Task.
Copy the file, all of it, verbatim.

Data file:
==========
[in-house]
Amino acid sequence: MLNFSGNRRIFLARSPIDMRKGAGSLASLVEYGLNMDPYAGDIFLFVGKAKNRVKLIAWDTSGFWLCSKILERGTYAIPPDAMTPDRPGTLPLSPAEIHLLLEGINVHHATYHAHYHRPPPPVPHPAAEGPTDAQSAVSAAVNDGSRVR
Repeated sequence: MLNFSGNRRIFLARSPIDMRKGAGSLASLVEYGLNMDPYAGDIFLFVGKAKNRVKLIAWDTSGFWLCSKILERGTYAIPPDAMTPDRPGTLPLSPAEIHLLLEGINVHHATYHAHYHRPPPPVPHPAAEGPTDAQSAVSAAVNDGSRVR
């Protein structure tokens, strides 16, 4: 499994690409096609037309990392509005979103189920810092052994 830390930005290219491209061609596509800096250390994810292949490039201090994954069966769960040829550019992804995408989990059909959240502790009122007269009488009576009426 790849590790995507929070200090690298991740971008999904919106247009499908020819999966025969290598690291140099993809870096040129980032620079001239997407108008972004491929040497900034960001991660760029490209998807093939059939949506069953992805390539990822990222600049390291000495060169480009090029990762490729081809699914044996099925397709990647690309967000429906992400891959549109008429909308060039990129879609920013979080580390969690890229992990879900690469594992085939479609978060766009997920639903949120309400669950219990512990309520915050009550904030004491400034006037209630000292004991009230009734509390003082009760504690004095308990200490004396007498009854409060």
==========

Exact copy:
[in-house]
Amino acid sequence: MLNFSGNRRIFLARSPIDMRKGAGSLASLVEYGLNMDPYAGDIFLFVGKAKNRVKLIAWDTSGFWLCSKILERGTYAIPPDAMTPDRPGTLPLSPAEIHLLLEGINVHHATYHAHYHRPPPPVPHPAAEGPTDAQSAVSAAVNDGSRVR
Repeated sequence: MLNFSGNRRIFLARSPIDMRKGAGSLASLVEYGLNMDPYAGDIFLFVGKAKNRVKLIAWDTSGFWLCSKILERGTYAIPPDAMTPDRPGTLPLSPAEIHLLLEGINVHHATYHAHYHRPPPPVPHPAAEGPTDAQSAVSAAVNDGSRVR
């Protein structure tokens, strides 16, 4: 499994690409096609037309990392509005979103189920810092052994 830390930005290219491209061609596509800096250390994810292949490039201090994954069966769960040829550019992804995408989990059909959240502790009122007269009488009576009426 790849590790995507929070200090690298991740971008999904919106247009499908020819999966025969290598690291140099993809870096040129980032620079001239997407108008972004491929040497900034960001991660760029490209998807093939059939949506069953992805390539990822990222600049390291000495060169480009090029990762490729081809699914044996099925397709990647690309967000429906992400891959549109008429909308060039990129879609920013979080580390969690890229992990879900690469594992085939479609978060766009997920639903949120309400669950219990512990309520915050009550904030004491400034006037209630000292004991009230009734509390003082009760504690004095308990200490004396007498009854409060």